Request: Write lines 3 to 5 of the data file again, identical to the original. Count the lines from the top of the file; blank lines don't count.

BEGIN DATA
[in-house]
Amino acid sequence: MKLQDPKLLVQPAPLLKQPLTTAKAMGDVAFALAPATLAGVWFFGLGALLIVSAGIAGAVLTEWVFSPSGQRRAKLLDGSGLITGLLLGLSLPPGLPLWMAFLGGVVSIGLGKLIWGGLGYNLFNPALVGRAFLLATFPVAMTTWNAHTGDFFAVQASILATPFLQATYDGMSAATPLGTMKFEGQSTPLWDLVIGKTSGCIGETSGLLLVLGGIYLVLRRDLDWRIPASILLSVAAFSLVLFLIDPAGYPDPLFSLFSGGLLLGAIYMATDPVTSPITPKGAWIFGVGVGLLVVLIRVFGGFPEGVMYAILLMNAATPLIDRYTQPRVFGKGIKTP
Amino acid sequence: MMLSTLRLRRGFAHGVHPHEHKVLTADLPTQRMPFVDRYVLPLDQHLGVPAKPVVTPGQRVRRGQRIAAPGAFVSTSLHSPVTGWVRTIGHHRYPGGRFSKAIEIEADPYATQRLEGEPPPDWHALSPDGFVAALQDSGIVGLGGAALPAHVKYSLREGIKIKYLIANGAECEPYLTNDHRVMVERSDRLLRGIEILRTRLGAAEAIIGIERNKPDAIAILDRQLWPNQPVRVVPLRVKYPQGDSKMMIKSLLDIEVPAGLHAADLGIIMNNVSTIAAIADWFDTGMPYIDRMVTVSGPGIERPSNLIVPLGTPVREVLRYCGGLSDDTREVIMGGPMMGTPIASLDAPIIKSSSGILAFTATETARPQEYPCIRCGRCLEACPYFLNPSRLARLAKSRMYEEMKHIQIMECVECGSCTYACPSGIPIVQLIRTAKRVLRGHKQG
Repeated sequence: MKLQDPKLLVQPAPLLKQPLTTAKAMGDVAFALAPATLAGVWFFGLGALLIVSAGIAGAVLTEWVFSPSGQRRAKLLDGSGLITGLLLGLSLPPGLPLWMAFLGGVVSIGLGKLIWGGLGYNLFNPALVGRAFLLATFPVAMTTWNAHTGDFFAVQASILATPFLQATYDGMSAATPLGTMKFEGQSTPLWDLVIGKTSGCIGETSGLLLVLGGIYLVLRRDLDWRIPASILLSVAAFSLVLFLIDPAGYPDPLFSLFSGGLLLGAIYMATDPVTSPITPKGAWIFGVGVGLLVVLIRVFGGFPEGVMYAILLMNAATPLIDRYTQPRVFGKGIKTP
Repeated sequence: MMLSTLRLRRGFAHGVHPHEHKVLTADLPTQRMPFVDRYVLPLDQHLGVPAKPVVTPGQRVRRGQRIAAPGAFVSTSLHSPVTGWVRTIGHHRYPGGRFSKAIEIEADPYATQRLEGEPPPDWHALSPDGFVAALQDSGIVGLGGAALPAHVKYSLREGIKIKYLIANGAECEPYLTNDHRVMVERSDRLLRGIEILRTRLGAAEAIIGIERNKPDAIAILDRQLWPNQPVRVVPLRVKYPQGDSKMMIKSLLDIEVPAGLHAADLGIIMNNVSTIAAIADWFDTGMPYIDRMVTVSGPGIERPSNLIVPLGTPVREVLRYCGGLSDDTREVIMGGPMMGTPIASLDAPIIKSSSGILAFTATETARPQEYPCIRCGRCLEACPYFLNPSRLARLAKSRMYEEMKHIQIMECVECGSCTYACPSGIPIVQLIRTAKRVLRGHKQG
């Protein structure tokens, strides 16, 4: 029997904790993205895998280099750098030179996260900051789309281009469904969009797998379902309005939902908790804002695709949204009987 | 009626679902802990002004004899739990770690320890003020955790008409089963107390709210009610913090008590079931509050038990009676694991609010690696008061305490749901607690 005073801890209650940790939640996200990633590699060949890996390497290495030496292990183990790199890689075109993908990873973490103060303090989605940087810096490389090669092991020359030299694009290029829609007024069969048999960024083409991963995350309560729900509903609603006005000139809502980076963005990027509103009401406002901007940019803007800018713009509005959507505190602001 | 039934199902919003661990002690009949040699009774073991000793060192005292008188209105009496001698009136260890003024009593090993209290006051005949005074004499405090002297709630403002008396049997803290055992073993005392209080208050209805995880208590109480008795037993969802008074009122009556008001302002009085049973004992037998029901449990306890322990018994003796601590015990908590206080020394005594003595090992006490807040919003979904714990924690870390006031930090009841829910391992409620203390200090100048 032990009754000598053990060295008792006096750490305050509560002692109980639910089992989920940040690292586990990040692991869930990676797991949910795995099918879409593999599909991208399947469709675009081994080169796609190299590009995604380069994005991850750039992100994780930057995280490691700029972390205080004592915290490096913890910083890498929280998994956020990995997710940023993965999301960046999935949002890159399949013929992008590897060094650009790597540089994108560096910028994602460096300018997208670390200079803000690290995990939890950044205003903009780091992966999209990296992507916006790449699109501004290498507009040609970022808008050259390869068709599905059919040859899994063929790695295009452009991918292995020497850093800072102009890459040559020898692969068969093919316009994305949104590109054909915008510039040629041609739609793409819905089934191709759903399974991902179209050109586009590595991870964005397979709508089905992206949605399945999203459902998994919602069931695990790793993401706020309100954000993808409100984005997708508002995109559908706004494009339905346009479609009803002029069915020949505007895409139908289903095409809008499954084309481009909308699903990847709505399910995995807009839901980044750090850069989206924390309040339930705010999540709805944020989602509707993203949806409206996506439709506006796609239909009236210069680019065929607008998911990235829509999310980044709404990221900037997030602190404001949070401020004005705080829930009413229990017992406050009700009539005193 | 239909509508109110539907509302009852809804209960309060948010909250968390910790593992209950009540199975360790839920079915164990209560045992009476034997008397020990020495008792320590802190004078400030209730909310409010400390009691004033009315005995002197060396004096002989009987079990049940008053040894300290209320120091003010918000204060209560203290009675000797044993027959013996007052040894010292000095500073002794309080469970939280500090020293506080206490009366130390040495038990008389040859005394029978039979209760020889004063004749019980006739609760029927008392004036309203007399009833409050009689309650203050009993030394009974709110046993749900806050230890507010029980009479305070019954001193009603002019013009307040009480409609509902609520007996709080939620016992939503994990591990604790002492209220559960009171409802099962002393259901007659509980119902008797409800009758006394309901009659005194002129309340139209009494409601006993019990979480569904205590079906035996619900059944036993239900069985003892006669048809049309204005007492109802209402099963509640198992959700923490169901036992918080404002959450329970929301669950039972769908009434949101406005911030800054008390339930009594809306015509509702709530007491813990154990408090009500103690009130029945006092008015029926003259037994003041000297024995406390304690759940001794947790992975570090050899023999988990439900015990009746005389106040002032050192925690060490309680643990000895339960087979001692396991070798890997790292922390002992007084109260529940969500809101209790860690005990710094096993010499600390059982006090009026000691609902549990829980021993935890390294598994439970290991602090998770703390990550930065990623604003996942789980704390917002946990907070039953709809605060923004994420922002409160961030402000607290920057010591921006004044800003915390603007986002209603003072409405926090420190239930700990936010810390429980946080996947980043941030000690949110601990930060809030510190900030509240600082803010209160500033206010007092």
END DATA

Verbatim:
Amino acid sequence: MMLSTLRLRRGFAHGVHPHEHKVLTADLPTQRMPFVDRYVLPLDQHLGVPAKPVVTPGQRVRRGQRIAAPGAFVSTSLHSPVTGWVRTIGHHRYPGGRFSKAIEIEADPYATQRLEGEPPPDWHALSPDGFVAALQDSGIVGLGGAALPAHVKYSLREGIKIKYLIANGAECEPYLTNDHRVMVERSDRLLRGIEILRTRLGAAEAIIGIERNKPDAIAILDRQLWPNQPVRVVPLRVKYPQGDSKMMIKSLLDIEVPAGLHAADLGIIMNNVSTIAAIADWFDTGMPYIDRMVTVSGPGIERPSNLIVPLGTPVREVLRYCGGLSDDTREVIMGGPMMGTPIASLDAPIIKSSSGILAFTATETARPQEYPCIRCGRCLEACPYFLNPSRLARLAKSRMYEEMKHIQIMECVECGSCTYACPSGIPIVQLIRTAKRVLRGHKQG
Repeated sequence: MKLQDPKLLVQPAPLLKQPLTTAKAMGDVAFALAPATLAGVWFFGLGALLIVSAGIAGAVLTEWVFSPSGQRRAKLLDGSGLITGLLLGLSLPPGLPLWMAFLGGVVSIGLGKLIWGGLGYNLFNPALVGRAFLLATFPVAMTTWNAHTGDFFAVQASILATPFLQATYDGMSAATPLGTMKFEGQSTPLWDLVIGKTSGCIGETSGLLLVLGGIYLVLRRDLDWRIPASILLSVAAFSLVLFLIDPAGYPDPLFSLFSGGLLLGAIYMATDPVTSPITPKGAWIFGVGVGLLVVLIRVFGGFPEGVMYAILLMNAATPLIDRYTQPRVFGKGIKTP
Repeated sequence: MMLSTLRLRRGFAHGVHPHEHKVLTADLPTQRMPFVDRYVLPLDQHLGVPAKPVVTPGQRVRRGQRIAAPGAFVSTSLHSPVTGWVRTIGHHRYPGGRFSKAIEIEADPYATQRLEGEPPPDWHALSPDGFVAALQDSGIVGLGGAALPAHVKYSLREGIKIKYLIANGAECEPYLTNDHRVMVERSDRLLRGIEILRTRLGAAEAIIGIERNKPDAIAILDRQLWPNQPVRVVPLRVKYPQGDSKMMIKSLLDIEVPAGLHAADLGIIMNNVSTIAAIADWFDTGMPYIDRMVTVSGPGIERPSNLIVPLGTPVREVLRYCGGLSDDTREVIMGGPMMGTPIASLDAPIIKSSSGILAFTATETARPQEYPCIRCGRCLEACPYFLNPSRLARLAKSRMYEEMKHIQIMECVECGSCTYACPSGIPIVQLIRTAKRVLRGHKQG